Revisiting The 1998-1999 Buffalo Sabres

imgp0030It’s no secret that the 1998-1999 Buffalo Sabres were, and probably will always be, my favorite groups of players to write and banter about. Heading into that season, I can recall there not being a certain player that the fans of Buffalo were buzzing about. Hasek had been there for a while, so that was old news at the time. There was no marquee superstar that was going to hit the 50 and 50 mark, or a certain line of players that could bare some cheesy nickname. It was supposed to be another possible playoff season with a group of average players…or was it? (dun dun dun).

Stating the obvious: the 1997-1998 Buffalo Sabres relied on their goaltender more than anything to get them through the year. Buffalo was certainly not relying on their offensive prowess as their leading scorer, Miroslav Satan, led the team with 46 points. 46! Their second leading scorer, Alexei Zhitnik, topped out at 45 points on the season which was a freakin’ miracle since Zhitnik couldn’t hit the broad side of a barn with most of the shots that he took.

Dominik Hasek Led the Way

’98-’99 turned out to be no different in terms of relying on the goaltender. Hasek was playing lights out hockey for the Sabres. The offensive output took off as Satan added 20 points to his ’97-’98 totals to finish with 66 points and the team had three 50+ point players on the roaster that season.

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I think my favorite part about the team that season was that the Buffalo Sabres were a group of players nobody had ever heard of (and would trouble reacalling today) scrapping their way to victory night in and night out. They had heart and you can’t screw with that. 1998-1999 staples like Michal Grosek, Brian Holzinger, Dixon Ward and Curtis Brown were all vital contributors to the team that season. The solid 2-way play of Vaclav Varada, Mike Peca and Stuuuuuuuuuu Barnes gave Buffalo serious options on the power play and penalty kill, and to top it all off, Rob Ray, Matthew Barnaby and Paul Kruse were there too ready to punch opponents in the face if they got out of line.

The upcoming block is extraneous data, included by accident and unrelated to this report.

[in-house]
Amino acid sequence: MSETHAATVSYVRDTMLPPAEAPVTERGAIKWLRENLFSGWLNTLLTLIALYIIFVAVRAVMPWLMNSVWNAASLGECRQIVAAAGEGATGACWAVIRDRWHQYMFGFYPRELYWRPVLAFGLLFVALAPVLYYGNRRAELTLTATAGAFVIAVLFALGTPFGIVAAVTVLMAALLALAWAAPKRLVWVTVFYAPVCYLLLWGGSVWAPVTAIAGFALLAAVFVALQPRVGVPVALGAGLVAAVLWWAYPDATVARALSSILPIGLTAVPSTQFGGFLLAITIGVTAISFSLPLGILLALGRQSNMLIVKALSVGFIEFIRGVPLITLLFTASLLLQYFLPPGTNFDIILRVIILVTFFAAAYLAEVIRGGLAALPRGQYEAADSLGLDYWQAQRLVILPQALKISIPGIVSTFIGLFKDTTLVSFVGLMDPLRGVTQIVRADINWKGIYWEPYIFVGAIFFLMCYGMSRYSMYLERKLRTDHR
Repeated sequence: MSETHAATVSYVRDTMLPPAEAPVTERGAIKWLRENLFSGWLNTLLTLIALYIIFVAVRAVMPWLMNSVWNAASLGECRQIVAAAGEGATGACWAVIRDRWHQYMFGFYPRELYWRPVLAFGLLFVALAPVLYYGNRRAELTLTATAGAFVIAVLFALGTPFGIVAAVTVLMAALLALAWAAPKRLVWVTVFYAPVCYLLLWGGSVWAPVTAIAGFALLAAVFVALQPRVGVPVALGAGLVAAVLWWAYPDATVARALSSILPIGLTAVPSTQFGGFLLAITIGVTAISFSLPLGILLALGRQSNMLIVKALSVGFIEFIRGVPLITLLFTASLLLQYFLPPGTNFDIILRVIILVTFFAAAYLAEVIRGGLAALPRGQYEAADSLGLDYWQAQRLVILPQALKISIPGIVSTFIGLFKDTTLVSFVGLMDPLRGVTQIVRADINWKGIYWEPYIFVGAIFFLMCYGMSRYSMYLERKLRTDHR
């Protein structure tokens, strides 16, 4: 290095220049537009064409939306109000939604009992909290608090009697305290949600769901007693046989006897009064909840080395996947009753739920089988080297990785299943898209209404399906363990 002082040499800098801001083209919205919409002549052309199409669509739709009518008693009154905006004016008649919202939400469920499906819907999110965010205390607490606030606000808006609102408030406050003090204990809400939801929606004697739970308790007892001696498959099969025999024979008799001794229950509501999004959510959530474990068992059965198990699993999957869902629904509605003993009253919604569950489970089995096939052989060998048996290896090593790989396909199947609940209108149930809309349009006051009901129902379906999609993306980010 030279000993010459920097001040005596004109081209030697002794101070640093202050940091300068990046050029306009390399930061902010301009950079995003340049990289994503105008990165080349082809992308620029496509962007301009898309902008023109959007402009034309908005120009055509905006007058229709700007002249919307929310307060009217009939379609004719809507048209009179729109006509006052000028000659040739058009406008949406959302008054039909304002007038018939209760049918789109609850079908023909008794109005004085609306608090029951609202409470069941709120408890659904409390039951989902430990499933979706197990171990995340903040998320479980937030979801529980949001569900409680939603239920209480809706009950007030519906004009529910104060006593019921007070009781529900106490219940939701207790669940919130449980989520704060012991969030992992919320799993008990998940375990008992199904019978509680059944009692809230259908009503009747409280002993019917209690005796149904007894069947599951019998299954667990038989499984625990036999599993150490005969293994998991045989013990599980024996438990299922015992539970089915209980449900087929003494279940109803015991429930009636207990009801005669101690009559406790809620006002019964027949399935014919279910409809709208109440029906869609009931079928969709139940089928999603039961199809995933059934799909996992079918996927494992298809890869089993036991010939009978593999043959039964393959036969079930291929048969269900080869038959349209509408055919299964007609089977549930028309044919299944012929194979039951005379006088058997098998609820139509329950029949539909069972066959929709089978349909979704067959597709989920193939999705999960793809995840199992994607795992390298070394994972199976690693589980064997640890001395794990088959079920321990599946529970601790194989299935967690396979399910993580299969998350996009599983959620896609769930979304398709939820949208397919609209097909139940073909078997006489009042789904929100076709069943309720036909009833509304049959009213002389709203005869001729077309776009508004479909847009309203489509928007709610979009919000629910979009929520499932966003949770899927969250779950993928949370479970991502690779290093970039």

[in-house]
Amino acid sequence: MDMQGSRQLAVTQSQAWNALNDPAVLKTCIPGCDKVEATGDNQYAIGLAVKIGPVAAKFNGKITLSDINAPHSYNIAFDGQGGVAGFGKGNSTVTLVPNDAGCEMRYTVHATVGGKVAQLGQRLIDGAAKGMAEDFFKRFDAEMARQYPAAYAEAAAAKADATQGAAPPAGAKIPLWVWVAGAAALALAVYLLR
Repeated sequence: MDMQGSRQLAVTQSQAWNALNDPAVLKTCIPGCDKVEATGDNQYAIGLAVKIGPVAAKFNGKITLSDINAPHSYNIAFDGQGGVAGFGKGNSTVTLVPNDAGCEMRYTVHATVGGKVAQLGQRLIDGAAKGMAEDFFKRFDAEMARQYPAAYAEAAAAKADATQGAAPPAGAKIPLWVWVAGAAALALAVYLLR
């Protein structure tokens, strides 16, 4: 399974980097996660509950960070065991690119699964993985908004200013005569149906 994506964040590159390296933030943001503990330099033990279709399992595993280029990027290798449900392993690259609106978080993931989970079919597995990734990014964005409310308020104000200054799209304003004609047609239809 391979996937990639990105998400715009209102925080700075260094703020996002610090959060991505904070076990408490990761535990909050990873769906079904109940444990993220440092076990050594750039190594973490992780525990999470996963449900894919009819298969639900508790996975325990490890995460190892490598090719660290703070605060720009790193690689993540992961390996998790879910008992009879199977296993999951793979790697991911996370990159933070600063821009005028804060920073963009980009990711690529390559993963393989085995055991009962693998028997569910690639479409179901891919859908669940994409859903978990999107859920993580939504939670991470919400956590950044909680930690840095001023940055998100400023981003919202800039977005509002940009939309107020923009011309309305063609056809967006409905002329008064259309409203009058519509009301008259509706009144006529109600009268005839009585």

Still, nobody really took the Sabres seriously that season. They snuck into the playoffs as a 7th seed and drew the Ottawa Senators in the first round. Ottawa, at that time was just developing into the powerhouse of a team they ended up being in the early 2000s. The team was showcasing the talents of Alexei Yashin, Daniel Alfredsson and Marian Hossa that season and were a serious force to be reckoned with. Unfortunately for the Sens, the Sabres blew past them, sweeping them out of the playoffs in just 4 games.

The Sabres continued their torrent pace, marching through the Bruins and Maples Leafs to make it to the Stanley Cup Finals. That’s where I’ll stop because we all know what happened in Game 6. We don’t need to revisit it thank you very much.

I guess this brings about a provocative question: in today’s NHL, is there be a team like the 1998-1999 Buffalo Sabres, that had a roster of essentially average players, that can make a run to the Cup finals? After thinking about it, the team that comes to my mind in 2008-2009 is the Florida Panthers. If they are able to hang on to a playoff position, they have similar makeup to the Sabres of the late 90s to go overlooked by opponents. From what I’ve seen this season and heard from Randy Moller (yes!) the Panthers are a dark horse heading into possible post season play.

It’s always fun to reminisce about the past in hopes of history repeating itself at some point. Oh, and if anyone reading happens to have a Jean-Luc Grand-Pierre jersey they are looking to get rid of, drop me a line.

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